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Slide 16
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Some gardeners long for fall around this time, others are relishing in the bounty both a vegetable and flower garden provides. Keeping up with maintenance during the hottest month will assure both the health of your garden next spring and a shorter to do list for fall.

Staying on top of your weeding—this month especially—will deter new weeds from seeding themselves, allowing fewer of them to propagate next year. Keep on track, and in a few years, the dreaded task of weeding will become smaller.

Stay on top of the deadheading too, to keep perennial gardens and annual pots looking their best. Pick-off old, spent flowers to allow for healthy new growth and buds to form. Keeping up on this task forces ever-bearing plants to keep producing flowers. And if you have a perennial that is just plain unruly, pinching it's flower heads prevents it from seeding and out-competes the other plants in your garden.

Harvest time is certainly the most rewarding season for vegetable growers. Harvest ripened vegetables like tomatoes, squash, cucumbers and herbs.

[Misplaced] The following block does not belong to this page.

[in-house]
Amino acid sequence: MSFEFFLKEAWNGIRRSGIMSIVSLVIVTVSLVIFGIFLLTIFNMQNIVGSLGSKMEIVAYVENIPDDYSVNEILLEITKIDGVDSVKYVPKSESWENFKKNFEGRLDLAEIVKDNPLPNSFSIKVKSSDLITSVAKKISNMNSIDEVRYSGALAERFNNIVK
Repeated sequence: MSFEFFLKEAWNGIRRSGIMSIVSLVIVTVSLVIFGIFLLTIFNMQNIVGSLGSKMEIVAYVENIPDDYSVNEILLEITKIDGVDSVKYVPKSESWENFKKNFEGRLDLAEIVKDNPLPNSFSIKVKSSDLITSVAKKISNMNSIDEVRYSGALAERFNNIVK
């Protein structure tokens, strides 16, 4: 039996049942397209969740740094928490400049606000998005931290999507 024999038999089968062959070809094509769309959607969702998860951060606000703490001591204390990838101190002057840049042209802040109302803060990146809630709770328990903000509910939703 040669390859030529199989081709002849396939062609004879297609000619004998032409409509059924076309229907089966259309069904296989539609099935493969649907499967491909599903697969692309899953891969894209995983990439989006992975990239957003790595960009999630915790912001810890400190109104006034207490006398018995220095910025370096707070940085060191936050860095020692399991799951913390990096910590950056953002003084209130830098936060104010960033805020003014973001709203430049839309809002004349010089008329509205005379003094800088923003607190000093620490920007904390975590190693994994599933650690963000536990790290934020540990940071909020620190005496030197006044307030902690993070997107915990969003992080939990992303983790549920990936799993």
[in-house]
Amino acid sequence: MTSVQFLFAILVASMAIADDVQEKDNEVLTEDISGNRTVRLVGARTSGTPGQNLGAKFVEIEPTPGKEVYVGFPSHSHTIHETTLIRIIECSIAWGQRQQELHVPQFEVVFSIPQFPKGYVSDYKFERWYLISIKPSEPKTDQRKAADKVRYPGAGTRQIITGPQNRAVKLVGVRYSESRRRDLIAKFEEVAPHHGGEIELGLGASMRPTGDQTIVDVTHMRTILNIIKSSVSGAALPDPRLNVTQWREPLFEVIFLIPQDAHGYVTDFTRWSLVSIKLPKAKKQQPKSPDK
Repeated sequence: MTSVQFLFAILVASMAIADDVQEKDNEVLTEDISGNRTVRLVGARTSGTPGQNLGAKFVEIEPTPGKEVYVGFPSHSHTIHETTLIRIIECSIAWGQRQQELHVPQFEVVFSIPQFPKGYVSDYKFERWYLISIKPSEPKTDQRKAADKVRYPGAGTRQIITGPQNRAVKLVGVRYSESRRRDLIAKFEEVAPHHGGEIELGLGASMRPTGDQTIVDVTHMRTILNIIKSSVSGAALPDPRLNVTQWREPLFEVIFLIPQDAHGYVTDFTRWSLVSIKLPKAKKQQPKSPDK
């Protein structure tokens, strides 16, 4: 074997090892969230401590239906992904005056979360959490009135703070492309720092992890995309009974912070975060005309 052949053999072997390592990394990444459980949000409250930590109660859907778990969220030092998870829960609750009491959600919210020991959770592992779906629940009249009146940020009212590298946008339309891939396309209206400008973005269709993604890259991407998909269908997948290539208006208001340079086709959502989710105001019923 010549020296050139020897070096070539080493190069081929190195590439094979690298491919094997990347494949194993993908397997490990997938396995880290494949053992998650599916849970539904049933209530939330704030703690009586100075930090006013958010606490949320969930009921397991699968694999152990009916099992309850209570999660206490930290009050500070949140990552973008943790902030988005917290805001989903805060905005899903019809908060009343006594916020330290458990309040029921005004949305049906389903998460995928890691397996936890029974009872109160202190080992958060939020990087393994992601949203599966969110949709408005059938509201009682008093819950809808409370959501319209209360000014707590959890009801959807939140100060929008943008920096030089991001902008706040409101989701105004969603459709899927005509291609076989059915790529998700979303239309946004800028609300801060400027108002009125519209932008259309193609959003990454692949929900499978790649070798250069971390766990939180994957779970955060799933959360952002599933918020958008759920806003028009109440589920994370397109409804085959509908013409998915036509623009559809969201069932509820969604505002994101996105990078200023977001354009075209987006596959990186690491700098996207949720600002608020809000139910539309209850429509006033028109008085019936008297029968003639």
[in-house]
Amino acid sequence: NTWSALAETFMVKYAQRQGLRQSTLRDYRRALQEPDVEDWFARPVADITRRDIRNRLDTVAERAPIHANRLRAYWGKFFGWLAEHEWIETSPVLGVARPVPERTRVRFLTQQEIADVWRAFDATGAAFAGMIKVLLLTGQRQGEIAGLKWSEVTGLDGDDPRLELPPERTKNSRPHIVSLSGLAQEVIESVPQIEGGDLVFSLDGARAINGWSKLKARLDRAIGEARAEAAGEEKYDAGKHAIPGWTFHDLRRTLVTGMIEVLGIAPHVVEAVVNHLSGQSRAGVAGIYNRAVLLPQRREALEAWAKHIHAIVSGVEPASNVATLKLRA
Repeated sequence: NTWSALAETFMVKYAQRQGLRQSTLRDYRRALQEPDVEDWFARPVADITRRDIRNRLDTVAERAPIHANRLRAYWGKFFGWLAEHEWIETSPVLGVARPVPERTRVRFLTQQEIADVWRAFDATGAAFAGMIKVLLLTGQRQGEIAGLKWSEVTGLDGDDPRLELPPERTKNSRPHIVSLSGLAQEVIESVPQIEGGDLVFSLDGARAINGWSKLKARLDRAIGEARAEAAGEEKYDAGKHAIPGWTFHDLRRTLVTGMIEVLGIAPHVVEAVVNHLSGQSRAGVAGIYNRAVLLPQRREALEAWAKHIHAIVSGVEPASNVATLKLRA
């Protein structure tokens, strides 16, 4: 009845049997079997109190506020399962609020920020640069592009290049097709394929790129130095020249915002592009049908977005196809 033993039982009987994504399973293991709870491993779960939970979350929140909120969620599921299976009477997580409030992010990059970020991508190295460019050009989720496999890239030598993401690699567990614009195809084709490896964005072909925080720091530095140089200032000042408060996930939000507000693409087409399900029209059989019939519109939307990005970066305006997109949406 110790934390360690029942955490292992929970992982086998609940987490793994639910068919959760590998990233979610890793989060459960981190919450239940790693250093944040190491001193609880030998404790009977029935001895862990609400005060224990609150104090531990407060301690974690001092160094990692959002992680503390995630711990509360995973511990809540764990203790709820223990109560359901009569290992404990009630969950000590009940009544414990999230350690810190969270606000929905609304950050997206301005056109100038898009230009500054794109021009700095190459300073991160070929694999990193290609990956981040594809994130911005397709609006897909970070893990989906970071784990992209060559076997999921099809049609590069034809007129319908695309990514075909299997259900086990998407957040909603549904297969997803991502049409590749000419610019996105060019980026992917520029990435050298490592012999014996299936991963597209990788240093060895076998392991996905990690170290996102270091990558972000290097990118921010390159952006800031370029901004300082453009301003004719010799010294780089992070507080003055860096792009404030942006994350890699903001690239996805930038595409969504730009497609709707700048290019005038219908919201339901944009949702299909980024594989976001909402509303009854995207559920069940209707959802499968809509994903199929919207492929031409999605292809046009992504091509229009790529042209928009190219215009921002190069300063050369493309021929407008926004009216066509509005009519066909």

If you live in a zone suitable for fall gardening, now’s the time to get things started. As days get cooler, kale, lettuce, arugula, radicchio, collards, kohlrabi, green onions, mustard greens, beans, peas, beets, radishes, broccoli, parsnips, cauliflower and spinach to name a few. Sow seeds directly into the ground, cover them and keep them soaked to encourage sprouting (or start them in seed starting kits).

For shrubs and trees that are still going strong, provide deep drinks of water, especially in hot climates. August's sun will evaporate any light watering efforts, leaving little benefit to the plant.

 

 



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